Thursday, November 3, 2011

Fighting Online Piracy


Online piracy is rampant for films. Even our small indie films can be found for free online. It sucks.

As it is, indie filmmakers struggle to earn a living making movies. With piracy, we are losing out on major revenue that could allow us to be financially stable and pay our investors back so we can keep making more films.

We aren't huge studios with deep pockets. Every film sale or rental helps us keep the lights on. Should producers of quality product be forced to find temp jobs to survive when their films could be supporting them if only they weren't being stolen?

To rub salt in our wounds, web sites like Pirate Bay actually think it's funny that filmmakers want to protect their work that they spent millions creating and now have to spend years recouping. They go so far as to ridicule anyone who sends them Takedown Notices. Here are some choice quotes from their responses to Takedown Notices (from their Web site here):

  1. We would like to refer you to our Legal Threats section, on which we, while having much fun, ridicule people like you. Thank you for your contribution.
  2. Hello and thank you for contacting us. We have shut down the website in question. Oh wait, just kidding. We haven't, since the site in question is fully legal. Unlike certain other countries, such as the one you're in we have sane copyright laws here. But we also have polar bears roaming the streets and attacking people.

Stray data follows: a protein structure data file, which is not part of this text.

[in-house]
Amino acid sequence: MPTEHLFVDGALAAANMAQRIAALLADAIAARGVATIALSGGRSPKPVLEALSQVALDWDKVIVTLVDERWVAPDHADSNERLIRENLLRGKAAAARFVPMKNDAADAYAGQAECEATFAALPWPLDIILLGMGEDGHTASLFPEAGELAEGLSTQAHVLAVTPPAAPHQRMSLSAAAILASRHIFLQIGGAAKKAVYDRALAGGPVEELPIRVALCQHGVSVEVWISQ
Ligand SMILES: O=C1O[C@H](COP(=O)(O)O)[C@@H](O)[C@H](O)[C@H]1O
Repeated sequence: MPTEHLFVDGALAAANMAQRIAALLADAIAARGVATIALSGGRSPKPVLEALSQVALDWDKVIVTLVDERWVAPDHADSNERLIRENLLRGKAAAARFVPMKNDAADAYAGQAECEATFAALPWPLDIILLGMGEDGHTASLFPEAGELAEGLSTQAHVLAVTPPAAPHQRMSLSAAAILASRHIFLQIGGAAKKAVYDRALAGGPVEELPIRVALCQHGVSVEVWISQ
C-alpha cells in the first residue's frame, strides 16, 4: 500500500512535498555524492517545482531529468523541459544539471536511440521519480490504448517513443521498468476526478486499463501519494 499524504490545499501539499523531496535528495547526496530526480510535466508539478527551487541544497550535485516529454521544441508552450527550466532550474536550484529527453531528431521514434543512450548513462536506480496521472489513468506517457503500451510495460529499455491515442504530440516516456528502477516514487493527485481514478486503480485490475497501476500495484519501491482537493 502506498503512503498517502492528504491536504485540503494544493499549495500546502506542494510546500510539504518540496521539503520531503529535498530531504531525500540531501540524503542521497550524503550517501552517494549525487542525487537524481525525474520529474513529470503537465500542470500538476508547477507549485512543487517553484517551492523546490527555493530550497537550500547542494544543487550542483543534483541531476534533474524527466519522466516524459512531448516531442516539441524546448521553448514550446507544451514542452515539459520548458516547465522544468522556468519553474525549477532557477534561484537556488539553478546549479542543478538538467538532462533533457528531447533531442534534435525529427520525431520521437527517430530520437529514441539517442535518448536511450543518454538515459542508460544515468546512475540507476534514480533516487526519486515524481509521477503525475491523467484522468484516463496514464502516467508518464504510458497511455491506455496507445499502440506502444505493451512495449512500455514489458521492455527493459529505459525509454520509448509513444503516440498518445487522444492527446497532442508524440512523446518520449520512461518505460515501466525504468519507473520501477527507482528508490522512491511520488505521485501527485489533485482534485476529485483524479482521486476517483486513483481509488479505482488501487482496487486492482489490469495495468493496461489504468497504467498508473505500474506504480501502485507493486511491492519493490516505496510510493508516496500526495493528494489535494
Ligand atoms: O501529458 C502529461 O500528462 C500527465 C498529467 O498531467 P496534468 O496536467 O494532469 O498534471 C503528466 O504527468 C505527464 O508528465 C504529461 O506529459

3. ...and I would like to refer you to the relevant court cases. Unfortunately, our legal team partied quite heavily last night, so the only reference I can provide you with is Hogsta Domstolen (the Swedish Supreme Court) NJA  1996 page 79.
  4. Damnit. You got us there. Now I'm scared I pissed my pants. Where should I send the invoice for cleaning them?
  5. You have scored 10 out of 10 points on our Legal Threats Entertainment scale. You win the grand prize: A lifetime of ridicule on our legal threats section (http://static.thepiratebay.org/legal/)! Congratulations!
  6. Please also note that I'm not currently out of toilet paper, so you may wait a while before sending legal papers.
  7. Please don't sue us right now, our lawyer is passed out in an alley from too much moonshine, so please at least wait until he's found and doesn't have a huge hangover...
  8. It is the opinion of us and our lawyers that you are ....... morons, and that you should please go sodomize yourself with retractable batons.

These responses are ridiculous. A professional Web site will honestly call others morons and tell them to go sodomize themselves? Sane copyright laws means it's okay to help content be stolen? Now who's insane?

These sites mock content creators and act as if they aren't culpable in copyright infringement. That's like saying you shouldn't be charged as an accessory to murder because you didn't actually pull the trigger.